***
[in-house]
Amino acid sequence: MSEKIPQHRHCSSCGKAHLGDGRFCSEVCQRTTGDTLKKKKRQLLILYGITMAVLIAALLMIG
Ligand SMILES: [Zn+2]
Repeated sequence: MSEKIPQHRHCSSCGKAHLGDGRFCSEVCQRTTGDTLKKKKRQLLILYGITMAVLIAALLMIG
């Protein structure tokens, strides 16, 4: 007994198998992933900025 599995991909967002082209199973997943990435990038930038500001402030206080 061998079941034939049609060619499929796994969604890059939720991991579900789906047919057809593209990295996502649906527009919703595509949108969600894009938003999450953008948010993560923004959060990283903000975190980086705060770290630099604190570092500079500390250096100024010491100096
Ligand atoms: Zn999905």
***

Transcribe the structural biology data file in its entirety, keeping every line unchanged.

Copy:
[in-house]
Amino acid sequence: MSEKIPQHRHCSSCGKAHLGDGRFCSEVCQRTTGDTLKKKKRQLLILYGITMAVLIAALLMIG
Ligand SMILES: [Zn+2]
Repeated sequence: MSEKIPQHRHCSSCGKAHLGDGRFCSEVCQRTTGDTLKKKKRQLLILYGITMAVLIAALLMIG
């Protein structure tokens, strides 16, 4: 007994198998992933900025 599995991909967002082209199973997943990435990038930038500001402030206080 061998079941034939049609060619499929796994969604890059939720991991579900789906047919057809593209990295996502649906527009919703595509949108969600894009938003999450953008948010993560923004959060990283903000975190980086705060770290630099604190570092500079500390250096100024010491100096
Ligand atoms: Zn999905």